IT is a fair bet that most would just roll their eyes in frustrated disdain at the claim and counterclaim thrown about on the disaster that is the Border passenger rail service.
Both the conservatives and Labor have had enough time in power to have made some meaningful progress towards a fix. And yet all these years later, there is nothing to show for all the talk.
We still have unreliable engines, the other rolling stock used to carry passengers is woefully inadequate – cosmetic upgrades don’t really count – and the track continues to be anything but of a first-world standard.
Yet again though that has not stopped the insults from flying.
The latest is from the latest Public Transport Minister, Labor’s Jacinta Allan, decrying the efforts of the Liberals and Nationals on the North East line. Specifically, Ms Allan dismissed the Opposition – which has promised $633 million if elected to spend on replacing V/Line’s diesel-powered fleet with a variation of the VLocity train – as simply playing “catch-up” on the line.
Further, she accused the Opposition of showing interest only because it was an election year.
That might be the case, given talk is about the only thing that any of us have had from each of the main political parties.
This has created such an air of cynicism among the travelling public that they are left with just one wish; for this talk to stop and for some real action.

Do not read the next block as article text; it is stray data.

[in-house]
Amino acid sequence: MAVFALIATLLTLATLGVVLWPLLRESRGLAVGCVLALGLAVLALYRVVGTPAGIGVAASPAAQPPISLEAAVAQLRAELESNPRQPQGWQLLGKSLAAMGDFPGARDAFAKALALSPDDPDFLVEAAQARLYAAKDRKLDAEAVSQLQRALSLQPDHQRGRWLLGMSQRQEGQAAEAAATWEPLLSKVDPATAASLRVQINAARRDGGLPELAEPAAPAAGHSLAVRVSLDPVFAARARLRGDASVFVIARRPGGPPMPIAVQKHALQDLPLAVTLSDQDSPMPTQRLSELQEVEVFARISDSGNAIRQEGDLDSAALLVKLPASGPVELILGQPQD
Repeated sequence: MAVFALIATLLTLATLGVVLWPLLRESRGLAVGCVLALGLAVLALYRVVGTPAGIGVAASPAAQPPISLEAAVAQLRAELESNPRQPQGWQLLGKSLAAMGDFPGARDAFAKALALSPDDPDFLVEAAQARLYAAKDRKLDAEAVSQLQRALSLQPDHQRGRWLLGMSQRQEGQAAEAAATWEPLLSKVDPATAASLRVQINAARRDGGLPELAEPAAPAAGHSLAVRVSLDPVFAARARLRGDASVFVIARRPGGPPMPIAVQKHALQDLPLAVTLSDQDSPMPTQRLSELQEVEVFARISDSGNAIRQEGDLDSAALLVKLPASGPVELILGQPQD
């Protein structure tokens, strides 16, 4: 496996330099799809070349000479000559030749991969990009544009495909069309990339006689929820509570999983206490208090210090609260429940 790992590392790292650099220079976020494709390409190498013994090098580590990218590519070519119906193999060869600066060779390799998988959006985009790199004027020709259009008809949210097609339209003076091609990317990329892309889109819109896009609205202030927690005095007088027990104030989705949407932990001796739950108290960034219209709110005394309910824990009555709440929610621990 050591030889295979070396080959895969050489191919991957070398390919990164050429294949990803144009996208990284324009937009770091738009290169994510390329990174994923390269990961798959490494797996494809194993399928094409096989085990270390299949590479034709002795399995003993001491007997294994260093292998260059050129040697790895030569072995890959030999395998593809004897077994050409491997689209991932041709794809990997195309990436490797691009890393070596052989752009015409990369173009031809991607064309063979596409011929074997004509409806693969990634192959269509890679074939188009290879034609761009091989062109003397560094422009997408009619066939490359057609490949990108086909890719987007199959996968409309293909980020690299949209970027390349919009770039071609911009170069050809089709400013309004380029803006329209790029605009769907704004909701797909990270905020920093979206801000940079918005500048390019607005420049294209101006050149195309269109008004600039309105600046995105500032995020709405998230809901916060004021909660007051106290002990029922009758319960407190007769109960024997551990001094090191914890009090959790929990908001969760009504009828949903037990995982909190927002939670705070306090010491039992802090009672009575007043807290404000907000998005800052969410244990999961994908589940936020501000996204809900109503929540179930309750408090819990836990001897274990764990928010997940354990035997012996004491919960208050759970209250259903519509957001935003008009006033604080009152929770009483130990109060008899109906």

Ms Allan spoke of a stepping-up of efforts to get more federal funding in order to bring the line up to class two standard to actually run the VLocity trains.
She says there is no other choice – it’s federal track, so the federal government – under its infrastructure and transport minister, Wagga’s Michael McCormack – has to act first.
If we take this on face value, at the very least it requires the federal government to take seriously the same end game by making this money available.
That is especially the case given Ms Allan pointing out, again, that Labor has made a “very, very clear commitment” to buy the trains needed, but that this was not possible until the line was addressed.
To make that happen, Labor has highlighted how the $100 million federal allocation is not quite enough to make the whole thing work. It would seem that now provides the window of opportunity for a genuine redressing of the passenger rail debacle.